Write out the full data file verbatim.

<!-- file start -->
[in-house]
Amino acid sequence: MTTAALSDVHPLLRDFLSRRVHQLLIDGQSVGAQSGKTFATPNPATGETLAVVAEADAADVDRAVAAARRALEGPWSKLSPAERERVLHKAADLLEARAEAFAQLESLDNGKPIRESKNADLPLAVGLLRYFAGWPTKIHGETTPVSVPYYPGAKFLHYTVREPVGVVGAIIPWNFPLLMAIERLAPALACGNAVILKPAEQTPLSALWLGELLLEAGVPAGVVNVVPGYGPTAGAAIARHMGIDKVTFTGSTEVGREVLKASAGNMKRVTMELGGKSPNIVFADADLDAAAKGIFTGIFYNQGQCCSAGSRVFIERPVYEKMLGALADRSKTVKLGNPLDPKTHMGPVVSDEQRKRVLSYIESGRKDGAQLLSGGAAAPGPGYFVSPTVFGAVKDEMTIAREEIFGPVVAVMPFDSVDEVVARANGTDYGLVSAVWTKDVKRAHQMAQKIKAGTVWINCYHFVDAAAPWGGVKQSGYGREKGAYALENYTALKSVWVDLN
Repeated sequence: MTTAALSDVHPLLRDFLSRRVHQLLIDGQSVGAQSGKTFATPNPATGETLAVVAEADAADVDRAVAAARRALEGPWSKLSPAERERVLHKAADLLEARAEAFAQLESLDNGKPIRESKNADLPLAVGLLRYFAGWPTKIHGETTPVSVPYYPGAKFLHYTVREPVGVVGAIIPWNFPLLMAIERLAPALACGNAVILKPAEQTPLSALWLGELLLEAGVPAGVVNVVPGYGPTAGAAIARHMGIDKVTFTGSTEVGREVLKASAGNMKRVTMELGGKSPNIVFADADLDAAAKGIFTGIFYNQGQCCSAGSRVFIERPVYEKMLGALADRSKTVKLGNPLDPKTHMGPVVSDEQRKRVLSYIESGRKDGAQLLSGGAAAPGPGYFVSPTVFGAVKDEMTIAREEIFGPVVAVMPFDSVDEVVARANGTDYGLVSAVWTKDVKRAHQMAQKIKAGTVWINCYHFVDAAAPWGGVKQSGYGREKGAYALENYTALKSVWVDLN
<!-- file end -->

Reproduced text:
[in-house]
Amino acid sequence: MTTAALSDVHPLLRDFLSRRVHQLLIDGQSVGAQSGKTFATPNPATGETLAVVAEADAADVDRAVAAARRALEGPWSKLSPAERERVLHKAADLLEARAEAFAQLESLDNGKPIRESKNADLPLAVGLLRYFAGWPTKIHGETTPVSVPYYPGAKFLHYTVREPVGVVGAIIPWNFPLLMAIERLAPALACGNAVILKPAEQTPLSALWLGELLLEAGVPAGVVNVVPGYGPTAGAAIARHMGIDKVTFTGSTEVGREVLKASAGNMKRVTMELGGKSPNIVFADADLDAAAKGIFTGIFYNQGQCCSAGSRVFIERPVYEKMLGALADRSKTVKLGNPLDPKTHMGPVVSDEQRKRVLSYIESGRKDGAQLLSGGAAAPGPGYFVSPTVFGAVKDEMTIAREEIFGPVVAVMPFDSVDEVVARANGTDYGLVSAVWTKDVKRAHQMAQKIKAGTVWINCYHFVDAAAPWGGVKQSGYGREKGAYALENYTALKSVWVDLN
Repeated sequence: MTTAALSDVHPLLRDFLSRRVHQLLIDGQSVGAQSGKTFATPNPATGETLAVVAEADAADVDRAVAAARRALEGPWSKLSPAERERVLHKAADLLEARAEAFAQLESLDNGKPIRESKNADLPLAVGLLRYFAGWPTKIHGETTPVSVPYYPGAKFLHYTVREPVGVVGAIIPWNFPLLMAIERLAPALACGNAVILKPAEQTPLSALWLGELLLEAGVPAGVVNVVPGYGPTAGAAIARHMGIDKVTFTGSTEVGREVLKASAGNMKRVTMELGGKSPNIVFADADLDAAAKGIFTGIFYNQGQCCSAGSRVFIERPVYEKMLGALADRSKTVKLGNPLDPKTHMGPVVSDEQRKRVLSYIESGRKDGAQLLSGGAAAPGPGYFVSPTVFGAVKDEMTIAREEIFGPVVAVMPFDSVDEVVARANGTDYGLVSAVWTKDVKRAHQMAQKIKAGTVWINCYHFVDAAAPWGGVKQSGYGREKGAYALENYTALKSVWVDLN